Neighbors angered by the New Orleans City Council’s recent vote to allow demolition of an abandoned St. Claude Avenue store sued the city and the store’s owners on Monday, claiming the council’s action and the owners’ purchase of the building were both improper.
The neighbors will present their case before Orleans Parish Civil District Court Judge Tiffany Chase next week. Any planned demolition is blocked until the case plays out.
The suit is the culmination of a long-running battle between businessman Troy Henry and neighbors of the former auto parts store, who first tangled when Henry’s company, Infinity Fuels, purchased the store at 2501 St. Claude Ave. for well below market value in 2012.
Although it had been up for a sheriff’s sale, it was removed and sold to Henry for $19,900, according to Assessor’s Office records.
Some residents, who said they were willing to pay as much as four times what Henry paid, described the sale as a sweetheart deal.
Henry said the New Orleans Redevelopment Authority offered the property to him as part of its revitalization strategy for the neighborhood and that his detractors are simply upset they did not get the store for themselves.
Tensions rose again when Henry and his business partner, actor Wendell Pierce, petitioned the Historic District Landmarks Commission in December for permission to demolish the structure so they could combine the site with the Shell gas station Henry owns next door and build a new Sterling Express convenience store.
Neighbors who said Henry had allowed the building to deteriorate called for its preservation, not demolition.
The commission rejected Henry’s request, but the council approved it last month after hearing passionate arguments from both sides.
Soon afterward, residents raised the issue of Henry’s tardy property tax payments.
Now, residents are taking the debate to the courtroom. The plaintiffs — Matthew and Brooke Kyte, who live near the store; the Faubourg Marigny Improvement Association; and St. Claude Main Street, a nonprofit community and economic development group — say Infinity Fuels did not petition the council to overturn the landmarks panel’s decision within 10 days, as required by law.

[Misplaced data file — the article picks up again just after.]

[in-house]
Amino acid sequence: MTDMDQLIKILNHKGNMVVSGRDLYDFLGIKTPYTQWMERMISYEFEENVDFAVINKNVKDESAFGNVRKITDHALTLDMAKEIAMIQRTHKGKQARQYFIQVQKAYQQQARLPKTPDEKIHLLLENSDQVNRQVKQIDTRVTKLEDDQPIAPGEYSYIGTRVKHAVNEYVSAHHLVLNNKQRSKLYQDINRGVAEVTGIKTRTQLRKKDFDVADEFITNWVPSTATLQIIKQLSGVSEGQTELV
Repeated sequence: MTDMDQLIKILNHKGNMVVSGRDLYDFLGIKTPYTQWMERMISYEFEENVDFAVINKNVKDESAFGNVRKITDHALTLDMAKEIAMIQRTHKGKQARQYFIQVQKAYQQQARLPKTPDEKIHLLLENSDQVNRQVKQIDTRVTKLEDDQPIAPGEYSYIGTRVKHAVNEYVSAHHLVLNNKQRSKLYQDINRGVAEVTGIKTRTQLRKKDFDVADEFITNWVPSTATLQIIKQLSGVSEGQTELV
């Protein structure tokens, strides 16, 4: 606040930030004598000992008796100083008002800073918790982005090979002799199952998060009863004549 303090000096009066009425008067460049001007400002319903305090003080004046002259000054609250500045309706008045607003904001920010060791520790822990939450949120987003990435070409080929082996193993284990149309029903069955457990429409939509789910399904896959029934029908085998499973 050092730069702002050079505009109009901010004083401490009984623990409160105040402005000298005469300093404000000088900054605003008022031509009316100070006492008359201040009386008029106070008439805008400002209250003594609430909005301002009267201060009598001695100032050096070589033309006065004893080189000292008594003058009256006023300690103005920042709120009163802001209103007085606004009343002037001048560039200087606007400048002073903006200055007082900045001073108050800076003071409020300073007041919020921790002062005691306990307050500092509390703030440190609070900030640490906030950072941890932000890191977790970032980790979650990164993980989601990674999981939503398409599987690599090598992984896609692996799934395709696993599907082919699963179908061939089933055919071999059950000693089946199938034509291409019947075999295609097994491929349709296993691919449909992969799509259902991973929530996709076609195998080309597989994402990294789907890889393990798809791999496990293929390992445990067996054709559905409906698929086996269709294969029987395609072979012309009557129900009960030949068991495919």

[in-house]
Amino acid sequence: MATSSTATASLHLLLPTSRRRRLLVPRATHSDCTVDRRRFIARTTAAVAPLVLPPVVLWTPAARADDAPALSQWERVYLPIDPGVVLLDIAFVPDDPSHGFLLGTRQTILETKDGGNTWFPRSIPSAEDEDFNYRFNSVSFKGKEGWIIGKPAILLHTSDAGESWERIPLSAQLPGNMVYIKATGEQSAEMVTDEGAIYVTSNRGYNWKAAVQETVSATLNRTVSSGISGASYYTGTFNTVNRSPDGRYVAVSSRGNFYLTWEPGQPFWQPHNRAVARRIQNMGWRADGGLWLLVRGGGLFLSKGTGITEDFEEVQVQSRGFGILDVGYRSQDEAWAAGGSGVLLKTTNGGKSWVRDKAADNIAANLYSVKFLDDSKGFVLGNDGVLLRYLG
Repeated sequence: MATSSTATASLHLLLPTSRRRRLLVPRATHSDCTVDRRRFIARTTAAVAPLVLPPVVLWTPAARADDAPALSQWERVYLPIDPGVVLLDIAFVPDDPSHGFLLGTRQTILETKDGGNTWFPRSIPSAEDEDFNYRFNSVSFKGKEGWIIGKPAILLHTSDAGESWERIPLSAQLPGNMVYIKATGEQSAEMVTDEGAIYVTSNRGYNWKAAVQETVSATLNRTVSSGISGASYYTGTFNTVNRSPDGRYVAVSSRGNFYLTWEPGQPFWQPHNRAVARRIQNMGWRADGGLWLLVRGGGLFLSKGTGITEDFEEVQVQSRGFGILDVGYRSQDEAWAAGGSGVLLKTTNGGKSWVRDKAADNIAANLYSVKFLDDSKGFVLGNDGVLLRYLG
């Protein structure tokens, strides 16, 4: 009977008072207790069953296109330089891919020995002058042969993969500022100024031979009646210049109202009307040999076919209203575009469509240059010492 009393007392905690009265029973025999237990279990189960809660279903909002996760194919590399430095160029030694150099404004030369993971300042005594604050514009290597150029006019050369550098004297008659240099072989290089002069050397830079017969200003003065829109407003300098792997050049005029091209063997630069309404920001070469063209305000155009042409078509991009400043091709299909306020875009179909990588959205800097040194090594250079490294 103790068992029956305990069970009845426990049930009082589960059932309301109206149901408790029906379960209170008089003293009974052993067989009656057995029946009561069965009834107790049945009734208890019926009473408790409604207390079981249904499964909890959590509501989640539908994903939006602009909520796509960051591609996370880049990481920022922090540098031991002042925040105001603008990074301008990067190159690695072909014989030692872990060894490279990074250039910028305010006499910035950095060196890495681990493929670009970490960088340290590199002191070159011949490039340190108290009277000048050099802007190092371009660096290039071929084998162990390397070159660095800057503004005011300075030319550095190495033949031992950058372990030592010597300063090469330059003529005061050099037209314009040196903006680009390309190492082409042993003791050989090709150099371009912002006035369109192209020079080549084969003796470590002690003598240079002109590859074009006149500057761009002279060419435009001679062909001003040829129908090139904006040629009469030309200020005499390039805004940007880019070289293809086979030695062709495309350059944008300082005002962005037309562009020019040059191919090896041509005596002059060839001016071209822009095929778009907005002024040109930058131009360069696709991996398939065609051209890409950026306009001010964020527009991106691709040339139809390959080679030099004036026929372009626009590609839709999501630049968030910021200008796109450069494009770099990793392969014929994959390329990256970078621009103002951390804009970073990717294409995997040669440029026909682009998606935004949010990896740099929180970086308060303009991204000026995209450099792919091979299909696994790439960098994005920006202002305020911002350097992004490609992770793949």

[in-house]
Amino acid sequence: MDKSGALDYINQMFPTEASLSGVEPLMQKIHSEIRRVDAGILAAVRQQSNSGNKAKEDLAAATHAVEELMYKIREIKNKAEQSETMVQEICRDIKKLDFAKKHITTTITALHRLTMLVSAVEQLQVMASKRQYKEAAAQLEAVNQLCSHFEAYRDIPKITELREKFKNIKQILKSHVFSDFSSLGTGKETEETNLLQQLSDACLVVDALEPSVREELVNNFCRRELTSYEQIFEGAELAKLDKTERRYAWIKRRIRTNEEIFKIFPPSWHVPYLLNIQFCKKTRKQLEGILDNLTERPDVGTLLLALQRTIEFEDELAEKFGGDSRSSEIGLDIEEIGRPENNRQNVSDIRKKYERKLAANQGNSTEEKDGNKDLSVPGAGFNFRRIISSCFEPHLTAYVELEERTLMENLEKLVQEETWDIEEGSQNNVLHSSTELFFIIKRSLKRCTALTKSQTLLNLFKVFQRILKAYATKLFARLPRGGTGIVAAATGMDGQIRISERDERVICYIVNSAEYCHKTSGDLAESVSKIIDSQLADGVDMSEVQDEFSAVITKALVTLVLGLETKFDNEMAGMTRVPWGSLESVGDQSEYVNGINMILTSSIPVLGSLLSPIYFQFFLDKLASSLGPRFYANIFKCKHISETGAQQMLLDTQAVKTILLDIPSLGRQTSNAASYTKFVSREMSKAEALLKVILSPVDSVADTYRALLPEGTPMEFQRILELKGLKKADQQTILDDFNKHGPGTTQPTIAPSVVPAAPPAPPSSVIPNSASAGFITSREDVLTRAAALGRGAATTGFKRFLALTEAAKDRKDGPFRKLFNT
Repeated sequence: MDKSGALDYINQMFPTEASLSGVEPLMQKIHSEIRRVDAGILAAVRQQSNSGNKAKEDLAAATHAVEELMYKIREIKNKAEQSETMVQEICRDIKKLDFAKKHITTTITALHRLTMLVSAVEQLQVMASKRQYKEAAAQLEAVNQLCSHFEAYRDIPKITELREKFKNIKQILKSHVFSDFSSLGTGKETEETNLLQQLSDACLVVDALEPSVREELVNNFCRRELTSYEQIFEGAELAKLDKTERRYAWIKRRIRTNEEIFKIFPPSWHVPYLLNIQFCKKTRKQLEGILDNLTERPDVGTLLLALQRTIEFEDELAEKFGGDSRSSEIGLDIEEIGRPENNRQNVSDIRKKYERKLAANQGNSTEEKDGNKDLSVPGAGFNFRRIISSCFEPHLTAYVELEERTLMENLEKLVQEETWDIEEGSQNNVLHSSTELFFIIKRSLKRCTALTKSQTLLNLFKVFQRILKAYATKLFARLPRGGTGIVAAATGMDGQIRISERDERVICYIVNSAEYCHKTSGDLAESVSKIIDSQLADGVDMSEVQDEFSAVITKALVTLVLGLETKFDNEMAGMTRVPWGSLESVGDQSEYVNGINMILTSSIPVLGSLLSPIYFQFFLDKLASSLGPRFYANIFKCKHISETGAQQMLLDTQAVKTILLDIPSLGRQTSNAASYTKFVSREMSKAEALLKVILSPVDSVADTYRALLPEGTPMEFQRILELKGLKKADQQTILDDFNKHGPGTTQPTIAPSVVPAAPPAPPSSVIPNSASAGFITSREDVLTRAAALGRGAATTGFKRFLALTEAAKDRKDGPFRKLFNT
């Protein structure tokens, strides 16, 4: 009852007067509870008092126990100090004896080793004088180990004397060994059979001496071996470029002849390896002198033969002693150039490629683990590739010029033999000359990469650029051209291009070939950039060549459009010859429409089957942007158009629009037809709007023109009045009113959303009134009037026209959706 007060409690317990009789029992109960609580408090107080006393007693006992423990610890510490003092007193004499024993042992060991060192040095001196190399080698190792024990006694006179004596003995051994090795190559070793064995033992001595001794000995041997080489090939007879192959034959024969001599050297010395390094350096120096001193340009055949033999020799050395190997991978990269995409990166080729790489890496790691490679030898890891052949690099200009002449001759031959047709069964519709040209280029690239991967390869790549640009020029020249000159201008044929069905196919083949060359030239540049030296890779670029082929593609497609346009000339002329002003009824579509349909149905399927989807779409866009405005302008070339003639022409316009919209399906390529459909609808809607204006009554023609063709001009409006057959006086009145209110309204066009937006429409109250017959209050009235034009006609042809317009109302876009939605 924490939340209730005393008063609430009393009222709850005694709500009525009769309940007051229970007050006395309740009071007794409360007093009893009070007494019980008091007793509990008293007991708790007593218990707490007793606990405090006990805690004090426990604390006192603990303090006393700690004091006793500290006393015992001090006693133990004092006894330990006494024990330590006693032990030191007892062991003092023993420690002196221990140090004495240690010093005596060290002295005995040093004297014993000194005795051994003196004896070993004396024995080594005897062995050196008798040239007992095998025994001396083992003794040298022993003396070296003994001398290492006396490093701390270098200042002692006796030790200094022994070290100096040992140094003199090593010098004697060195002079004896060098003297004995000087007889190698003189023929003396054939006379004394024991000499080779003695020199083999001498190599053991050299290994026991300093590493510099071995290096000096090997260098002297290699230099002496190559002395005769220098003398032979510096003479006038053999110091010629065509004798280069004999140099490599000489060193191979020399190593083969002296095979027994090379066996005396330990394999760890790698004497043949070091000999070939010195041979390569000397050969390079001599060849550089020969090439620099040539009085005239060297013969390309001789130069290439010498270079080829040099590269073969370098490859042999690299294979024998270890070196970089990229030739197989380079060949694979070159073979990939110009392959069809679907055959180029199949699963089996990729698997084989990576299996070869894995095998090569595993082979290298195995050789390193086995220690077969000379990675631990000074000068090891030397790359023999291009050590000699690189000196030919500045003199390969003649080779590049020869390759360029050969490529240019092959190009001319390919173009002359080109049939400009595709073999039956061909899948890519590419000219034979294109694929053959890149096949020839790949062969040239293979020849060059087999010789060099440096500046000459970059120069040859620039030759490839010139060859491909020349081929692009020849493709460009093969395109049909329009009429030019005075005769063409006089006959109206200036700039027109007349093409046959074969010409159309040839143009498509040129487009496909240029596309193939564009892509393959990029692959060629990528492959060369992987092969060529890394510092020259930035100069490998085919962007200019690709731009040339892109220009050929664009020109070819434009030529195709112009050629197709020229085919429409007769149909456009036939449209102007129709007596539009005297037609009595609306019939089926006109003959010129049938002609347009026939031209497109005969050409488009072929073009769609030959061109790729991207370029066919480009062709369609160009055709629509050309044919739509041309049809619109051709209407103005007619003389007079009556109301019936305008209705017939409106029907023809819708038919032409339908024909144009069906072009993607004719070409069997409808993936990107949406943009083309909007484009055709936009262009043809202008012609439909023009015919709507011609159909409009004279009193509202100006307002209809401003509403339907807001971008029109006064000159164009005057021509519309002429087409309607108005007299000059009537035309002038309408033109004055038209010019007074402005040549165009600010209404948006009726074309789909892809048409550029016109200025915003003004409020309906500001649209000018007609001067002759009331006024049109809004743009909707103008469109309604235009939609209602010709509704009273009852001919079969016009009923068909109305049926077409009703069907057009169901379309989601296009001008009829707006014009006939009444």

Because the request was not filed in a timely manner, the council “had no authority to reverse the decision of the HDLC or to grant any relief in the matter,” says the suit, filed by attorney Michael Laughlin.
The commission denied the demolition Dec. 11. A letter from Infinity Fuels to the council protesting the commission’s decision is dated Dec. 15, and a letter from Henry’s attorney, Daniel Davillier, to the council’s clerk is dated Dec. 18, according to council records.
However, the council’s staff did not receive and time-stamp that request until Dec. 28, after the deadline, Laughlin said.
“People in the public might call these technicalities, but they are important issues, and the judge will eventually decide them,” he said.
The plaintiffs’ second claim concerns Henry’s ownership of the property. The suit says Infinity Fuels never owned the property in the first place because its title is “fatally defective.” Although NORA may acquire certain properties on behalf of the city, the suit says, the agency needed but did not get city approval before removing the St. Claude property from the scheduled sheriff’s sale.
Further, the residents say that while NORA may have submitted “notice of intent” that it would bid on the St. Claude property in 2011, it did not actually bid on it. Instead, it improperly gave purchasing rights to Infinity Fuels, the lawsuit says.
NORA has taken heat for acquiring other properties in the same manner and passing them on to selected developers.
The suit also says the council should not have granted Henry’s demolition request until the property’s zoning had been changed and that it should not have ignored the landmarks commission’s recommendation.
Reached by phone Tuesday, Henry said he was not aware of the lawsuit but called it “frivolous, in my opinion.” He referred other questions to Davillier, who did not immediately return a call.
Follow Jessica Williams on Twitter, @jwilliamsNOLA.